Tayrona, Colombia

6th October 2019

Last night, through the determined rain, I arrived at Tayrona National Park. It’s a protected area at the northern peak of Colombia, with pristine white beaches, towering palm trees, exotic birds and swinging monkeys. You could say that visiting here was the main reason I came to Colombia — for months I had been envious of other travellers’ tales of this paradise.

I arrived late in the evening and was once again the only solo traveller at the campsite. After taking out the things I needed, I stored my backpack in a locker and went to find a hammock to sleep in for the night — another experience that lured me into coming here.

The first hammock I came to had a huge red spider wrapped up inside it. Naturally, I moved to the next one. This one — I noticed after getting cosy inside — had a gaping hole in the mosquito net directly above my face. It is a privileged position to take, but in my opinion, a mosquito net with a hole in it is not a mosquito net.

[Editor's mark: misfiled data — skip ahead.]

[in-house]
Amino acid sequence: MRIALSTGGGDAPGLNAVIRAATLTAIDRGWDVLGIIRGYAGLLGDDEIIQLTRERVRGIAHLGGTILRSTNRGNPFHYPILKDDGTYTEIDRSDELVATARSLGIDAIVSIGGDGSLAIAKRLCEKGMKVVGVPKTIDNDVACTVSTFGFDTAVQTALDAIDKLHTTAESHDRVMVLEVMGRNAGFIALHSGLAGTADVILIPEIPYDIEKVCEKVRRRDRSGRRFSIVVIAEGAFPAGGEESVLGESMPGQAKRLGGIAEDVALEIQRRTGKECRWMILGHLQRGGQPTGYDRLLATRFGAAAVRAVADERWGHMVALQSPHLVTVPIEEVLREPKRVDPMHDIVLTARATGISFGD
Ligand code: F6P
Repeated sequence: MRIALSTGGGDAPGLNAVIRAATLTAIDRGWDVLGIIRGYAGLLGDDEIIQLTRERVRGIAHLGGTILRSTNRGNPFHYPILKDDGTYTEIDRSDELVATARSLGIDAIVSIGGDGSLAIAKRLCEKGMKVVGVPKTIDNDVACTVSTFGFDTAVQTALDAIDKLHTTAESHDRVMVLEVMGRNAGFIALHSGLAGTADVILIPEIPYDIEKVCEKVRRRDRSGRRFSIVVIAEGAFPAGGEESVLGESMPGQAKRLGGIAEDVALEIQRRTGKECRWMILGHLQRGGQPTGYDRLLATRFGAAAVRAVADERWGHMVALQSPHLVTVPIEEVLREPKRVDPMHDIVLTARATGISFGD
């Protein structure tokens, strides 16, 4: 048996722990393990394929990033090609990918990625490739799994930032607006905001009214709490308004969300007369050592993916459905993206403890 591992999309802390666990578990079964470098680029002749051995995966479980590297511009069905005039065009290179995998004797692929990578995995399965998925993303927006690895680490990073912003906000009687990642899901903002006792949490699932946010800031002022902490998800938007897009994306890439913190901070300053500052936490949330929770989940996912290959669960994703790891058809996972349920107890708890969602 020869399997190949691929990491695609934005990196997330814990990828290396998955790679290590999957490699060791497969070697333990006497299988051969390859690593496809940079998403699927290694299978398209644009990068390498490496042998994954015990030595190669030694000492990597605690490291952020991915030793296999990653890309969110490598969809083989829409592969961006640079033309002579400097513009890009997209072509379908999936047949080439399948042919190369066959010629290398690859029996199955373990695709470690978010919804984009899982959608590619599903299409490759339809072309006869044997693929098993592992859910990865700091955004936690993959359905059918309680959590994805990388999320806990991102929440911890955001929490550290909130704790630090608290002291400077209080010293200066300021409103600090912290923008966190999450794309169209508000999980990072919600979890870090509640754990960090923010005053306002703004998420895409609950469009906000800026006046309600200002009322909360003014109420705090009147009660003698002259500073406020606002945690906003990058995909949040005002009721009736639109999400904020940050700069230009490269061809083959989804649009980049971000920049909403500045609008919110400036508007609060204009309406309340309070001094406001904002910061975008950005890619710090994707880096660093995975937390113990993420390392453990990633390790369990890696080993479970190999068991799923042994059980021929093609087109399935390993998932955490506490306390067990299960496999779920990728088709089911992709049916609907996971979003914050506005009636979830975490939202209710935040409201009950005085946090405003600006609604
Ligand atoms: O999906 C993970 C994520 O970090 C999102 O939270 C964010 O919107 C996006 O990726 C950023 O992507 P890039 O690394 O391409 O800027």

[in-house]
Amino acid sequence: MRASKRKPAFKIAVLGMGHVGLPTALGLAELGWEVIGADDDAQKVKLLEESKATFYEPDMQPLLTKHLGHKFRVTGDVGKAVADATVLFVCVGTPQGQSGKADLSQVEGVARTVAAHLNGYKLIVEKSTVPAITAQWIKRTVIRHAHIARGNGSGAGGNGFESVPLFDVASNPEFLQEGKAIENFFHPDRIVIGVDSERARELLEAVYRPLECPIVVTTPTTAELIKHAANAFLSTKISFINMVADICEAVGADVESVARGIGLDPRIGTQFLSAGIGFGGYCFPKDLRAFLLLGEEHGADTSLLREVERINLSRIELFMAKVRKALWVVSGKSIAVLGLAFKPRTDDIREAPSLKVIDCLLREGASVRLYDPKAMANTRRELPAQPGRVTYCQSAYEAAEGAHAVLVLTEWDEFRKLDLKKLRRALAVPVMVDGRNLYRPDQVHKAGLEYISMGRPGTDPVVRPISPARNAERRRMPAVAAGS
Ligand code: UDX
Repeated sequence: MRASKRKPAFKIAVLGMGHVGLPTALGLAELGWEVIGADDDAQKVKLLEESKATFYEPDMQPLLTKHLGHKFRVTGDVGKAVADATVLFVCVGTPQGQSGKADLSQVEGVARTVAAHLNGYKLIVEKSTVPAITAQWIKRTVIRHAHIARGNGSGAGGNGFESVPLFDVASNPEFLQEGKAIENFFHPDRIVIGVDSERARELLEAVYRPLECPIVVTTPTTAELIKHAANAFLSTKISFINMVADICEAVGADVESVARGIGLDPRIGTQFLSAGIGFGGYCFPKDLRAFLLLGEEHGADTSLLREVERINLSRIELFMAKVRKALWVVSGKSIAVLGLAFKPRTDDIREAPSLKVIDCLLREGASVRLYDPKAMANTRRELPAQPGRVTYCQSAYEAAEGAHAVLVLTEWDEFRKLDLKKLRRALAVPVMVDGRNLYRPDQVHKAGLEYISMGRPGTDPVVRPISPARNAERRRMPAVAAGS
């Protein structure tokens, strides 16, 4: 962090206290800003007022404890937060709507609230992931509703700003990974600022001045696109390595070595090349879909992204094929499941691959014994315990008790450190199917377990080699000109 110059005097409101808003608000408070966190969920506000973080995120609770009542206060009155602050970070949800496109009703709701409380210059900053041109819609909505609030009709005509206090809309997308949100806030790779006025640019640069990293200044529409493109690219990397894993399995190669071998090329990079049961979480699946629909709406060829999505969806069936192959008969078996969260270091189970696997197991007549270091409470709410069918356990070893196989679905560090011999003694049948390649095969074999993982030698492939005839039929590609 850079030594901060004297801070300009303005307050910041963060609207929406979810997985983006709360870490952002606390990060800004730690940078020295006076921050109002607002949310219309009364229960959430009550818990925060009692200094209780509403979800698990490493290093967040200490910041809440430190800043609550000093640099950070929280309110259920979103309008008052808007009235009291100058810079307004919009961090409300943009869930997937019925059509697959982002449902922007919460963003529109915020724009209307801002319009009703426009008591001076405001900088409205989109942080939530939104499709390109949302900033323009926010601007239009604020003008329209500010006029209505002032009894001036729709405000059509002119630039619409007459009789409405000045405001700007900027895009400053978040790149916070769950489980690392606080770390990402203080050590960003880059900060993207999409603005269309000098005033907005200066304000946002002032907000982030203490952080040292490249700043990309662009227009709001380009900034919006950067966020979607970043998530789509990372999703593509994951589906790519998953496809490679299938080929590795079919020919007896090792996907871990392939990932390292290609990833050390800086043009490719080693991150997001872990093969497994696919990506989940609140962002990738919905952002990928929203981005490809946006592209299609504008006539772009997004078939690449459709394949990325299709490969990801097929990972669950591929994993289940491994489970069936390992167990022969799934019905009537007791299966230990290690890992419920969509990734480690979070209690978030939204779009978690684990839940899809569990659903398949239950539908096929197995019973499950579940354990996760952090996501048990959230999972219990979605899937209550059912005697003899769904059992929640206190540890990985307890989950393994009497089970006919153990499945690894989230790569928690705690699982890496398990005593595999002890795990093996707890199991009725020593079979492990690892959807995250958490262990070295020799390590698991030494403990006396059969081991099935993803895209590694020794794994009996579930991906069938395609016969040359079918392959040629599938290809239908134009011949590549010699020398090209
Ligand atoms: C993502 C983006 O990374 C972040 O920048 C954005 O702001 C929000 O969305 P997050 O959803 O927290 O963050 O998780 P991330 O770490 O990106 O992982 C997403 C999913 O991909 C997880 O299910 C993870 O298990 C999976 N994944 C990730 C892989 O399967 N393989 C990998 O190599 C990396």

The third hammock I tried was perfect and I nestled in happily, falling asleep to the sounds of ocean waves and the occasional coconut dropping from it’s tree.

My sleep was peaceful and I was happy to wake up as the sun did. Breakfast was both expensive and unimpressive, but I was thankful to have any food at all.

Later, I’ll regather my belongings — all soggy from yesterday’s trek — and move onto a different campsite, simply for the sake of variety.

For now, it’s time to find shade by the shore in this intense heat and bat away the vicious flies and ants that find me so tasty. The day-pack I’ll take with me is broken, my sandal strings are hanging on by a thread and my journal is bent and mucky. But, I have music and joy in my bones and nature to observe.

Most importantly, I have gratitude for all the things that come my way on this tumultuous, fruitful adventure.

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